- Path (a) going with Shopify
- Path (b) going with WordPress and WooCommerce
Those are the two most popular paths that people take when building a new e-commerce store and also our recommended approaches.
Path (a): How to start an online store on Shopify
This is going to be quick! Shopify is dead set on making it as easy as possible to get started with the platform and go from nothing to a working store in mere minutes.
All you do is go to Shopify.com and click the main Get Started button that's in the top menu.
After that, it's Shopify that takes the initiative and takes you by the hand through the setup process.
- let you set a name for your store,
- ask about what you're selling so it can optimize the look of the store,
- let you pick a domain name,
- install everything for you,
- show you through the main Shopify interface after the install.
We have a separate resource on how to build a Shopify store in less than 15 minutes. It features screen-by-screen instructions and guidance on how to go through the installation. You should check it out.
When you're done, your administration panel for the store will look something like this:
Path (b): How to start an online store on WordPress and WooCommerce
First, go to your hosting platform of choice. If you've listened to our recommendation, you're most likely with SiteGround WooCommerce hosting.
Start by clicking on Get Started next to the plan of your choice.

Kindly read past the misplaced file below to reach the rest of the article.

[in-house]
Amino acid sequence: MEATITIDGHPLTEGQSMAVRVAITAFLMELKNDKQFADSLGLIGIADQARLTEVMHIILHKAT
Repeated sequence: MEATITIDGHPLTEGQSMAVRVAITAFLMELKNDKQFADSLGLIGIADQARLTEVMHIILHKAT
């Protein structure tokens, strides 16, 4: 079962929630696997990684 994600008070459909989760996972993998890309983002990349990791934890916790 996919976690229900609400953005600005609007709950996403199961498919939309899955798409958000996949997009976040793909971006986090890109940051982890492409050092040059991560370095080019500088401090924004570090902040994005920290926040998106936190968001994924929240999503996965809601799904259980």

In the next steps, SiteGround is going to ask you all the usual stuff, like your name, email, country, payment information, and also confirm the plan you're selecting. Let's stop at that last thing:
The thing to pay attention to here is the server location. Pick the one that's the closest to your actual target audience. It's going to make everything run faster for them.
Next, SiteGround is going to let you register a domain for your new store. The cost of this is $16 a year. Enter the domain name you've chosen at earlier steps in this guide.
Lastly, SiteGround will propose to have both WordPress and WooCommerce pre-installed for you.
So after a couple of minutes of what's basically clicking around and filling out form fields, you end up with a working online store.
When you're done, this is what your administration panel for the site is going to look like:
Step 8: Picking a store design and customizing it
At this stage, you have a blank store – there's nothing in it, just the software all configured and ready to go.
The first thing we can do here is to customize the design.
Here's how to pick the right design:
Again, spy on your competition
This is, once again, a great moment to spy on your competition. Come back to the same competitors you researched during the market research phase, and look at their store designs: